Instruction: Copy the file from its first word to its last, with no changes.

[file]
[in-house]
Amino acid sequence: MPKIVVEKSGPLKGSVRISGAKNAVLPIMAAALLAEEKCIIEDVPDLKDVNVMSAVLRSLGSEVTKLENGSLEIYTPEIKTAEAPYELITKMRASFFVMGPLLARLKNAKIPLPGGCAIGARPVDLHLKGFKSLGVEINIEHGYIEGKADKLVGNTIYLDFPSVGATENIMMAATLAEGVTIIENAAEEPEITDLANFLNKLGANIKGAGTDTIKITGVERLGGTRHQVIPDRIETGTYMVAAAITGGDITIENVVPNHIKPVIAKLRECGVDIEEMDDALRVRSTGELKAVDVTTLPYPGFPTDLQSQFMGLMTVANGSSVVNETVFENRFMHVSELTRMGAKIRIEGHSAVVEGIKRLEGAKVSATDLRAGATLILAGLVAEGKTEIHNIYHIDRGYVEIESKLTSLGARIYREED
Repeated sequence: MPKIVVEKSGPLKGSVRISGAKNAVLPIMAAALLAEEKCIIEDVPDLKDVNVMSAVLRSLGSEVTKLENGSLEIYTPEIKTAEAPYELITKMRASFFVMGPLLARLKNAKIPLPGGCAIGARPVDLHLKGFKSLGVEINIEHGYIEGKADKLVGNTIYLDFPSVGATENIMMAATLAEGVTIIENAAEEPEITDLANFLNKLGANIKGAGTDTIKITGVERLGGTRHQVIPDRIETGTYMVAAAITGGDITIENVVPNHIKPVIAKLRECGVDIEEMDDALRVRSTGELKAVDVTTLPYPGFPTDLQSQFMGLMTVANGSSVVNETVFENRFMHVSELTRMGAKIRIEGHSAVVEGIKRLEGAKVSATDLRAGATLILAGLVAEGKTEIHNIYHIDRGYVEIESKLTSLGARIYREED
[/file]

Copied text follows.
[in-house]
Amino acid sequence: MPKIVVEKSGPLKGSVRISGAKNAVLPIMAAALLAEEKCIIEDVPDLKDVNVMSAVLRSLGSEVTKLENGSLEIYTPEIKTAEAPYELITKMRASFFVMGPLLARLKNAKIPLPGGCAIGARPVDLHLKGFKSLGVEINIEHGYIEGKADKLVGNTIYLDFPSVGATENIMMAATLAEGVTIIENAAEEPEITDLANFLNKLGANIKGAGTDTIKITGVERLGGTRHQVIPDRIETGTYMVAAAITGGDITIENVVPNHIKPVIAKLRECGVDIEEMDDALRVRSTGELKAVDVTTLPYPGFPTDLQSQFMGLMTVANGSSVVNETVFENRFMHVSELTRMGAKIRIEGHSAVVEGIKRLEGAKVSATDLRAGATLILAGLVAEGKTEIHNIYHIDRGYVEIESKLTSLGARIYREED
Repeated sequence: MPKIVVEKSGPLKGSVRISGAKNAVLPIMAAALLAEEKCIIEDVPDLKDVNVMSAVLRSLGSEVTKLENGSLEIYTPEIKTAEAPYELITKMRASFFVMGPLLARLKNAKIPLPGGCAIGARPVDLHLKGFKSLGVEINIEHGYIEGKADKLVGNTIYLDFPSVGATENIMMAATLAEGVTIIENAAEEPEITDLANFLNKLGANIKGAGTDTIKITGVERLGGTRHQVIPDRIETGTYMVAAAITGGDITIENVVPNHIKPVIAKLRECGVDIEEMDDALRVRSTGELKAVDVTTLPYPGFPTDLQSQFMGLMTVANGSSVVNETVFENRFMHVSELTRMGAKIRIEGHSAVVEGIKRLEGAKVSATDLRAGATLILAGLVAEGKTEIHNIYHIDRGYVEIESKLTSLGARIYREED